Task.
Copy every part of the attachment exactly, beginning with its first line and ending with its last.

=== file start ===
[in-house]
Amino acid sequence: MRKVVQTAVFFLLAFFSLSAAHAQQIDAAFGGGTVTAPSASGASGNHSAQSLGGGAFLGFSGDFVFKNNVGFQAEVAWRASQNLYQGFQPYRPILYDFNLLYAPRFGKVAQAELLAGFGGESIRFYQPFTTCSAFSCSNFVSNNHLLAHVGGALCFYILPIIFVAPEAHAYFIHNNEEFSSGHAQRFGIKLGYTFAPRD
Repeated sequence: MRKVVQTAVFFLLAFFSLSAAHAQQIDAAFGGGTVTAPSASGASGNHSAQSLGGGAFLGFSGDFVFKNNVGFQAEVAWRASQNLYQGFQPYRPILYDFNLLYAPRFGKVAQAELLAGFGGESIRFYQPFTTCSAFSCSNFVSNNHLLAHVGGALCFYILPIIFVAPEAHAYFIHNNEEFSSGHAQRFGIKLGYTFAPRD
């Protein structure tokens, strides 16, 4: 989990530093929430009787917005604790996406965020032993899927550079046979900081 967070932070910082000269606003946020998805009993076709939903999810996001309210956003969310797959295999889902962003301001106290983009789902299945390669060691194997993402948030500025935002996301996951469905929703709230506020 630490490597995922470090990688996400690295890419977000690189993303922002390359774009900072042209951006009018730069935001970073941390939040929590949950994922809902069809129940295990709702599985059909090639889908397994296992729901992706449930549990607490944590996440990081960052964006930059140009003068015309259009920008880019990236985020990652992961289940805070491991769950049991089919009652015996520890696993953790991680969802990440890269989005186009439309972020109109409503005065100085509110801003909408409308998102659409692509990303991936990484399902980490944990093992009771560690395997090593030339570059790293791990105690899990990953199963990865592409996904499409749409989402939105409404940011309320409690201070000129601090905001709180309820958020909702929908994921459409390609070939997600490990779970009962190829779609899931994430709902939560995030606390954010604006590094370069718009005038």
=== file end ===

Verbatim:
[in-house]
Amino acid sequence: MRKVVQTAVFFLLAFFSLSAAHAQQIDAAFGGGTVTAPSASGASGNHSAQSLGGGAFLGFSGDFVFKNNVGFQAEVAWRASQNLYQGFQPYRPILYDFNLLYAPRFGKVAQAELLAGFGGESIRFYQPFTTCSAFSCSNFVSNNHLLAHVGGALCFYILPIIFVAPEAHAYFIHNNEEFSSGHAQRFGIKLGYTFAPRD
Repeated sequence: MRKVVQTAVFFLLAFFSLSAAHAQQIDAAFGGGTVTAPSASGASGNHSAQSLGGGAFLGFSGDFVFKNNVGFQAEVAWRASQNLYQGFQPYRPILYDFNLLYAPRFGKVAQAELLAGFGGESIRFYQPFTTCSAFSCSNFVSNNHLLAHVGGALCFYILPIIFVAPEAHAYFIHNNEEFSSGHAQRFGIKLGYTFAPRD
């Protein structure tokens, strides 16, 4: 989990530093929430009787917005604790996406965020032993899927550079046979900081 967070932070910082000269606003946020998805009993076709939903999810996001309210956003969310797959295999889902962003301001106290983009789902299945390669060691194997993402948030500025935002996301996951469905929703709230506020 630490490597995922470090990688996400690295890419977000690189993303922002390359774009900072042209951006009018730069935001970073941390939040929590949950994922809902069809129940295990709702599985059909090639889908397994296992729901992706449930549990607490944590996440990081960052964006930059140009003068015309259009920008880019990236985020990652992961289940805070491991769950049991089919009652015996520890696993953790991680969802990440890269989005186009439309972020109109409503005065100085509110801003909408409308998102659409692509990303991936990484399902980490944990093992009771560690395997090593030339570059790293791990105690899990990953199963990865592409996904499409749409989402939105409404940011309320409690201070000129601090905001709180309820958020909702929908994921459409390609070939997600490990779970009962190829779609899931994430709902939560995030606390954010604006590094370069718009005038």